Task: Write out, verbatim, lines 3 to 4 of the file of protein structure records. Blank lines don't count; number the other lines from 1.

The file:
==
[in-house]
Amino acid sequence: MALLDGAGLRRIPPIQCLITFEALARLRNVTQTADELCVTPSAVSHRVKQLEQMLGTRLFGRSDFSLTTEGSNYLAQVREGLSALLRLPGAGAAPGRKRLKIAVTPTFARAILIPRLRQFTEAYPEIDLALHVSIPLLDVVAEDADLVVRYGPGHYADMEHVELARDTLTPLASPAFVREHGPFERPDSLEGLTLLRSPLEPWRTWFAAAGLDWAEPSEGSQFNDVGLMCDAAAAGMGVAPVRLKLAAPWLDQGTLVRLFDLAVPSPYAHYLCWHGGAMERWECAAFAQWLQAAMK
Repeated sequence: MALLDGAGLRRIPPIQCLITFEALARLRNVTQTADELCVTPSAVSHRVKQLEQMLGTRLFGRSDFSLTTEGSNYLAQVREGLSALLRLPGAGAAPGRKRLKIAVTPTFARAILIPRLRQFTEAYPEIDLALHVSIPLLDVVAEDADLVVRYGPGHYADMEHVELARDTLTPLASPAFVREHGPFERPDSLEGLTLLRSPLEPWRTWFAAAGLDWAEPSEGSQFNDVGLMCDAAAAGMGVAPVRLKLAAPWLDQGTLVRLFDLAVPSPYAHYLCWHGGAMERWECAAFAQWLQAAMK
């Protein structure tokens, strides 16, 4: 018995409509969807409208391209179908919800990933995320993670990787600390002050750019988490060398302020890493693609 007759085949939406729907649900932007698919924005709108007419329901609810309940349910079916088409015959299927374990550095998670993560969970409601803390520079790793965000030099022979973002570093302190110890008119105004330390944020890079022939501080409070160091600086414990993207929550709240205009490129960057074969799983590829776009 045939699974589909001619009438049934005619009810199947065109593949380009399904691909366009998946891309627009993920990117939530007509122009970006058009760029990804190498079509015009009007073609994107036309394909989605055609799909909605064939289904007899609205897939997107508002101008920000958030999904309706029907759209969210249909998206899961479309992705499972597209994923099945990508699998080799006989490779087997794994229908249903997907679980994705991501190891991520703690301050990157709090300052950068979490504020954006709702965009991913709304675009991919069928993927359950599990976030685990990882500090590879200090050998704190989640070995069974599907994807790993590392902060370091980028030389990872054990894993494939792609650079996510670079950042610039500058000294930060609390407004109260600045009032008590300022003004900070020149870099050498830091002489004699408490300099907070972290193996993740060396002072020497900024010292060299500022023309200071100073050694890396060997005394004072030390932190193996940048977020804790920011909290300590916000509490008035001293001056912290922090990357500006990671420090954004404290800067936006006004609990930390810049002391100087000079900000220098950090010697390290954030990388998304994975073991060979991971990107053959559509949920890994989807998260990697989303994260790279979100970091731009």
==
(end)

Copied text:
Repeated sequence: MALLDGAGLRRIPPIQCLITFEALARLRNVTQTADELCVTPSAVSHRVKQLEQMLGTRLFGRSDFSLTTEGSNYLAQVREGLSALLRLPGAGAAPGRKRLKIAVTPTFARAILIPRLRQFTEAYPEIDLALHVSIPLLDVVAEDADLVVRYGPGHYADMEHVELARDTLTPLASPAFVREHGPFERPDSLEGLTLLRSPLEPWRTWFAAAGLDWAEPSEGSQFNDVGLMCDAAAAGMGVAPVRLKLAAPWLDQGTLVRLFDLAVPSPYAHYLCWHGGAMERWECAAFAQWLQAAMK
């Protein structure tokens, strides 16, 4: 018995409509969807409208391209179908919800990933995320993670990787600390002050750019988490060398302020890493693609 007759085949939406729907649900932007698919924005709108007419329901609810309940349910079916088409015959299927374990550095998670993560969970409601803390520079790793965000030099022979973002570093302190110890008119105004330390944020890079022939501080409070160091600086414990993207929550709240205009490129960057074969799983590829776009 045939699974589909001619009438049934005619009810199947065109593949380009399904691909366009998946891309627009993920990117939530007509122009970006058009760029990804190498079509015009009007073609994107036309394909989605055609799909909605064939289904007899609205897939997107508002101008920000958030999904309706029907759209969210249909998206899961479309992705499972597209994923099945990508699998080799006989490779087997794994229908249903997907679980994705991501190891991520703690301050990157709090300052950068979490504020954006709702965009991913709304675009991919069928993927359950599990976030685990990882500090590879200090050998704190989640070995069974599907994807790993590392902060370091980028030389990872054990894993494939792609650079996510670079950042610039500058000294930060609390407004109260600045009032008590300022003004900070020149870099050498830091002489004699408490300099907070972290193996993740060396002072020497900024010292060299500022023309200071100073050694890396060997005394004072030390932190193996940048977020804790920011909290300590916000509490008035001293001056912290922090990357500006990671420090954004404290800067936006006004609990930390810049002391100087000079900000220098950090010697390290954030990388998304994975073991060979991971990107053959559509949920890994989807998260990697989303994260790279979100970091731009």